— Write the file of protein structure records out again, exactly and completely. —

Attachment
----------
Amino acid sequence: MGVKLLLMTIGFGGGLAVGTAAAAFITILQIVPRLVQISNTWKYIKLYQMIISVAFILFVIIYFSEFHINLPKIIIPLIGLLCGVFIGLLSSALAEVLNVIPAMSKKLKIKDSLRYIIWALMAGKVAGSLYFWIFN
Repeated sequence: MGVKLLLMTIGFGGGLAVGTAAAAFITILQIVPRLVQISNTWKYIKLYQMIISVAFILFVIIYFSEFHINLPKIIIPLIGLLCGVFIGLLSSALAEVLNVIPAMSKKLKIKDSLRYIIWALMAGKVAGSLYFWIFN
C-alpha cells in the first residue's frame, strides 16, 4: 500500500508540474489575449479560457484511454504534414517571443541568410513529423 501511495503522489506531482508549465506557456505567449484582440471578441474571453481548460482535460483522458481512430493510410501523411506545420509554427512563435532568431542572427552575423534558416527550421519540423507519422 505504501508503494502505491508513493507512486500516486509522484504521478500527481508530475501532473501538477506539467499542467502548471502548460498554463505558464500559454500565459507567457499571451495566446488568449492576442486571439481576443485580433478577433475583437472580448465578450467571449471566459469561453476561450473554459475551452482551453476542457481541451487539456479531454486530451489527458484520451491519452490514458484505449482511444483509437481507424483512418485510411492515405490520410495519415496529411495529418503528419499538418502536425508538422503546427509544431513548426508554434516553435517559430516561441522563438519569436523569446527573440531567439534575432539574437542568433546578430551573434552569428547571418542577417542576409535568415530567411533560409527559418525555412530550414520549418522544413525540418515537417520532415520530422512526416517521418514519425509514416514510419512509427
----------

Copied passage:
Amino acid sequence: MGVKLLLMTIGFGGGLAVGTAAAAFITILQIVPRLVQISNTWKYIKLYQMIISVAFILFVIIYFSEFHINLPKIIIPLIGLLCGVFIGLLSSALAEVLNVIPAMSKKLKIKDSLRYIIWALMAGKVAGSLYFWIFN
Repeated sequence: MGVKLLLMTIGFGGGLAVGTAAAAFITILQIVPRLVQISNTWKYIKLYQMIISVAFILFVIIYFSEFHINLPKIIIPLIGLLCGVFIGLLSSALAEVLNVIPAMSKKLKIKDSLRYIIWALMAGKVAGSLYFWIFN
C-alpha cells in the first residue's frame, strides 16, 4: 500500500508540474489575449479560457484511454504534414517571443541568410513529423 501511495503522489506531482508549465506557456505567449484582440471578441474571453481548460482535460483522458481512430493510410501523411506545420509554427512563435532568431542572427552575423534558416527550421519540423507519422 505504501508503494502505491508513493507512486500516486509522484504521478500527481508530475501532473501538477506539467499542467502548471502548460498554463505558464500559454500565459507567457499571451495566446488568449492576442486571439481576443485580433478577433475583437472580448465578450467571449471566459469561453476561450473554459475551452482551453476542457481541451487539456479531454486530451489527458484520451491519452490514458484505449482511444483509437481507424483512418485510411492515405490520410495519415496529411495529418503528419499538418502536425508538422503546427509544431513548426508554434516553435517559430516561441522563438519569436523569446527573440531567439534575432539574437542568433546578430551573434552569428547571418542577417542576409535568415530567411533560409527559418525555412530550414520549418522544413525540418515537417520532415520530422512526416517521418514519425509514416514510419512509427